Tech question on 46 chief primary chain

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Tech question on 46 chief primary chain

Post  scruloos61 on Fri 25 Dec 2009, 8:53 pm

Merry Christmas--I have a tech question on my primary drive--46 chief--I believe that I have been sold a primary drive chain that is too long. In order to get the 3/8 inch up-down play called for in the old repair and overhaul manual, I have the adjustor foot pushed way-way up so that the foot is actually up slightly above the lower curve of the engine sprocket, and the bottom leg of the chain is seriosuly hourglassed up. The chain was sold me as new and it only has about 50 miles on it. Has anyone else dealt with this? If so can the chains be shortened? Pictures on the Kiwi site of an adjusted primary drive seem to clearly indicate less play in the chain. My sense as a mechanic tells me that the chain is too long, the adjustor is too maxxed out, and I am likely to have a potentially catastrophic problem if I run it like this. I will attempt to attach a pic, and any information, tips or war stories would be much appreciated. Thanks, Paul

PS: After posting this, I don't see the pic I attempted to add, but I have one I can send in a direct email to anyone who wants a look. Thanks again, Paul


Last edited by scruloos61 on Fri 25 Dec 2009, 8:59 pm; edited 1 time in total (Reason for editing : Unsuccessful post of related picture)

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Re: Tech question on 46 chief primary chain

Post  indianfrank on Wed 03 Feb 2010, 9:24 pm

I have a used one in my barn., I can measure it if you think that would help

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Re: Tech question on 46 chief primary chain

Post  Micmac on Sat 06 Feb 2010, 11:53 pm

Frank, you ain't got an extra speedo in that barn, do ya? Laughing Laughing Laughing
Pete
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Re: Tech question on 46 chief primary chain

Post  indianfrank on Sun 07 Feb 2010, 12:53 am

sorry no

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Re: Tech question on 46 chief primary chain

Post  Yellow53Chief on Sat 01 May 2010, 1:07 pm

Hi,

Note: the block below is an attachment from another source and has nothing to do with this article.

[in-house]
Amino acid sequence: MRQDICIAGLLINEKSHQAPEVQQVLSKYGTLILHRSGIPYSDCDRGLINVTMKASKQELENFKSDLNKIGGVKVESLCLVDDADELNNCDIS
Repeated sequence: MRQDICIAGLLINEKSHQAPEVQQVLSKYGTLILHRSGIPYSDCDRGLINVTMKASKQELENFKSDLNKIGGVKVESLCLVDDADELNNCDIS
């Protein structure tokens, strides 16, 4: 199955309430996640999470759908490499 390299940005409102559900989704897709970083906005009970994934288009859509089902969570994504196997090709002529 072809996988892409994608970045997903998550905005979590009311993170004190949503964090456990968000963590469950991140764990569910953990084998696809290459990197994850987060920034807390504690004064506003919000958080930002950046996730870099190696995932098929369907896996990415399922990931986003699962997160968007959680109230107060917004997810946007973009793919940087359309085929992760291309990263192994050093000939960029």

Please send a picture of your primary chain. I'll check it out. All of the post-WWII Chiefs run the same primary chain. I have a very used old one and a new one. Both have 76 pins and 38 outer side plates. Both are 'endless' meaning no master link. As far as shortening a chain goes, that would probably mean that a master link would be needed. A master link is not the best idea because if that chain breaks and comes loose it will ball-up inside the primary drive and proceed to explode similar to a grenade sending pieces of aluminum everywhere including possibly your left leg. On top of that, the engine, transmission, and primary drive cases will be ruined if not heavily damaged. On a very used chain, with the primary cover off and the chain adjusting shoe removed, lift up on the bottom of the chain between the sprockets. The distance is around 1 7/8 inches from the highest lifted pin to the bottom lowest inside surface of the inner primary case. On a new chain there should only be about 1 3/8 inches. If the primary drive cover is off, the easiest way to tell if your chain is shot is to try and lift the chain off of the clutch drum teeth. If the chain is adjusted and you can lift the chain off 1/2 the height of the clutch drum teeth, the chain is shot. On a machine that is running a chain that is very used you will notice that the chain is hitting the inside of the primary case on the clutch drum side, where the cover retaining bolts go through. This cannot be adjusted out and the chain must be replaced. When trying to diagnose a loose chain, be sure that the clutch drum bushing is not worn out. A good bushing should only have about .001 to .0015 clearance on the transmission mainshaft. A left side transmission main bearing that is badly worn can also appear as a loose chain. With the transmission mainshaft end-play set at .005 or so, there should only be barely perceptible bearing play. The bearing should be quiet if spun. A bearing that 'rumbles' should be replaced. If you do replace the left side main transmission bearing be sure to use an original thrust-type bearing or a high-quality angular contact bearing. This bearing is installation direction sensitive and must be installed to that the balls have full contact when the inner race in pulled to the left relative to the outer race. I hope some of this information helps. Send the photo to Steven Bailey baiste@sgu.edu

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